In Kabul this week, U.S. Vice President Biden said that the surge in American troops has arrested the momentum of the Taliban insurgency, and he pledged that U.S. forces would draw down as Afghan troop numbers build up.
To that end, U.S. commanders in Afghanistan are pushing for the rapid creation of local community police forces. But many Afghans are reluctant; they have reservations about creating yet another armed group in a fractured country.
About 100 miles south of Kabul, Ghazni province is a world away from the capital. On election day last year, Taliban threats kept voters away from the few polling stations in the mostly Pashtun province that were considered safe enough to open. In Andar district -- with a population of 110,000 -- exactly three people went out to cast a vote.
The soldiers of the 3rd Battalion, 187th Infantry, travel everywhere outside their tiny fort in titanic mine-resistant trucks. For the four months they've been in Andar district, they've skirmished almost every day. Lt. Col. David Fivecoat speaks of the enemy in personal terms.
"After four months of tough fighting, we've attrited [reduced] his capabilities and control and have begun the slow process of every counterinsurgency, of turning the control back over to the government," he says.
New Strategy For Old Mission
But it's not the first time NATO troops have tried to take back Andar district from the Taliban, and it's not the second. In 2006, the U.S. Army's Operation Mountain Fury was supposed to clear Ghazni province. So were sporadic raids in 2007. U.S. soldiers from the 187th arrived there in September, replacing Polish NATO soldiers, but now the strategy is different.
On a recent day, chickens scatter in a yard as Capt. Aaron T. Schwengler and a platoon of Bravo Company soldiers enter the farmyard of a village elder in a hamlet called Bangi. With soldiers on the roof keeping watch, Schwengler takes off his helmet and sits on the ground for tea.
"We appreciate the hospitality, having us here in Bangi," he tells a group of elders. "It's always nice to come here because we don't get shot at and I appreciate that."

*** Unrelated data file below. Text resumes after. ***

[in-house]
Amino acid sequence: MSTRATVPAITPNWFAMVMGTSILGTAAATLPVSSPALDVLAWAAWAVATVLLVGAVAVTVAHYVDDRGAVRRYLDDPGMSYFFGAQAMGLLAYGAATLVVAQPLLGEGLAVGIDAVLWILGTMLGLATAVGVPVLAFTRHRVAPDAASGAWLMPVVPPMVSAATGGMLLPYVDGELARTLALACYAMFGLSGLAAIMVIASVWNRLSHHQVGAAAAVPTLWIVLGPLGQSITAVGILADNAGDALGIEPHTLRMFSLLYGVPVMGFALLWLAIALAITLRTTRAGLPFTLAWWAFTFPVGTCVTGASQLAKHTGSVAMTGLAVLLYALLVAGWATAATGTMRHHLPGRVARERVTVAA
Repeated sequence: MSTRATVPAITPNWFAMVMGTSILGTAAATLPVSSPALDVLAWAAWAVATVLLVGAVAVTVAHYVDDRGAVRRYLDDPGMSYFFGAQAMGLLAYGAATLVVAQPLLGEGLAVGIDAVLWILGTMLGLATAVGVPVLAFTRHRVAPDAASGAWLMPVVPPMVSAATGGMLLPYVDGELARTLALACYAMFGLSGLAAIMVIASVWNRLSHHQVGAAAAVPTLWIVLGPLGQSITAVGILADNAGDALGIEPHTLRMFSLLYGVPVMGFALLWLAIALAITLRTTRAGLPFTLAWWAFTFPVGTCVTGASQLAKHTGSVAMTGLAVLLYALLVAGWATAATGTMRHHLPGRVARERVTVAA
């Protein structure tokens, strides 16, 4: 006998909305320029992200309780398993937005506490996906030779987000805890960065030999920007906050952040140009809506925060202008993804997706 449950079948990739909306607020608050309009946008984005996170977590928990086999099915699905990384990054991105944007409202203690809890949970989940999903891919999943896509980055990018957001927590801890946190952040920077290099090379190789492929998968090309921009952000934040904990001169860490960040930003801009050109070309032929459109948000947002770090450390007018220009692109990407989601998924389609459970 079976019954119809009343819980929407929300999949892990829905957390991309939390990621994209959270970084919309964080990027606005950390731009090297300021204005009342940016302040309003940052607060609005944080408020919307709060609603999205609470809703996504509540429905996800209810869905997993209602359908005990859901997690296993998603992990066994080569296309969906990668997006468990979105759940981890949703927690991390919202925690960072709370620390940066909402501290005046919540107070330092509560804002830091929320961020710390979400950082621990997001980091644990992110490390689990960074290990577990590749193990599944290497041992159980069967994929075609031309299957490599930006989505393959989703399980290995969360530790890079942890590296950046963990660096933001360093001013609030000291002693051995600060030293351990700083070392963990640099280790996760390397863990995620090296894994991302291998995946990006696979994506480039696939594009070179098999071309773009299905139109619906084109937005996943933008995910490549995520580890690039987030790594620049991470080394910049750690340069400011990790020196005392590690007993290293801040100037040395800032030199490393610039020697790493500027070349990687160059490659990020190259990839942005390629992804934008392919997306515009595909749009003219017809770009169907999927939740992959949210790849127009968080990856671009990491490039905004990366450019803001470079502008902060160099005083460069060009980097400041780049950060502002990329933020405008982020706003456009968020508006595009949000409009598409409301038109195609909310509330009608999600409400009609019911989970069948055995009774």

Schwengler isn't joking, and the elders don't laugh. He can't say that about many villages in the district. Bangi is close enough to Bravo Company's base that the Taliban shy away from it. Schwengler has promised money to rebuild the irrigation canals in the village, and he has asked about building a school, which Bangi hasn't had since the 1970s. But he wants something in return.
Schwengler is hoping to recruit, pay and arm a squad of the new community watch program developed by Afghan President Hamid Karzai, along with coalition leaders. The program has changed its name several times since summer, but it's based on the one in Iraq that helped turn the tide against al-Qaida. Bravo Company has been canvassing the local villages hoping to get elders to come to their base for a shura, or council, to start forming the village guards.
One village elder, Muhammad, says he agrees with everything that Schwengler and the local district governor want to do, and he promises to come to the shura to discuss it.
Waiting For Someone To Take The Lead
But two days later, the day of the shura, only the two elders from Bangi turn up at the base. Schwengler says the other villages are too scared to show.
"The Taliban [came] in after we did and told them not to support the shura and not to show up," he says.
Even the elders from Bangi have reservations about the program.
"We tried that program during the Russian occupation," says Muhammad, "and when we armed people they went and joined the insurgency."
The elders leave the base with a promise to consider the program -- especially if other villages go first.
"If one village will does it, others will follow. It's just a matter of that one village being brave enough and to do it successfully," Schwengler says.
He got some more encouraging news the following day. A few dozen elders did meet with the captain -- off the base, and at the invitation of the district governor. They started talking about setting up a community watch, but no one has signed up yet. Copyright 2011 National Public Radio. To see more, visit http://www.npr.org/.